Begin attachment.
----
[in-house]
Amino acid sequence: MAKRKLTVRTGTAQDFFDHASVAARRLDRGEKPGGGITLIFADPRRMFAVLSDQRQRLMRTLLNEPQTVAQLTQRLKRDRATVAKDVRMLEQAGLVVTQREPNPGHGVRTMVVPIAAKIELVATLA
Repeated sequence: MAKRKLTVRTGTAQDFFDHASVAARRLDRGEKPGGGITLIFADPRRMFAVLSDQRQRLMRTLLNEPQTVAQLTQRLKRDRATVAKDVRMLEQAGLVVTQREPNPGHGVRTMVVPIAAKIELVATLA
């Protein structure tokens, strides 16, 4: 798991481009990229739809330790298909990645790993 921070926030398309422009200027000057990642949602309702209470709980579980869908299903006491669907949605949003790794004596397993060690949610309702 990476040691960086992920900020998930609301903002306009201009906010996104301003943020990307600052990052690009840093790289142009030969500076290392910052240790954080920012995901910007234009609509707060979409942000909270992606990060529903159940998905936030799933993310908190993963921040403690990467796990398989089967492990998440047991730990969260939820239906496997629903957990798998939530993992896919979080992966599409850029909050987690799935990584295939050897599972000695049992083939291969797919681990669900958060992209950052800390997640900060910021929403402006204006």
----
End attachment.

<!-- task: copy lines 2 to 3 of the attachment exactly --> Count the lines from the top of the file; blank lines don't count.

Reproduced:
Amino acid sequence: MAKRKLTVRTGTAQDFFDHASVAARRLDRGEKPGGGITLIFADPRRMFAVLSDQRQRLMRTLLNEPQTVAQLTQRLKRDRATVAKDVRMLEQAGLVVTQREPNPGHGVRTMVVPIAAKIELVATLA
Repeated sequence: MAKRKLTVRTGTAQDFFDHASVAARRLDRGEKPGGGITLIFADPRRMFAVLSDQRQRLMRTLLNEPQTVAQLTQRLKRDRATVAKDVRMLEQAGLVVTQREPNPGHGVRTMVVPIAAKIELVATLA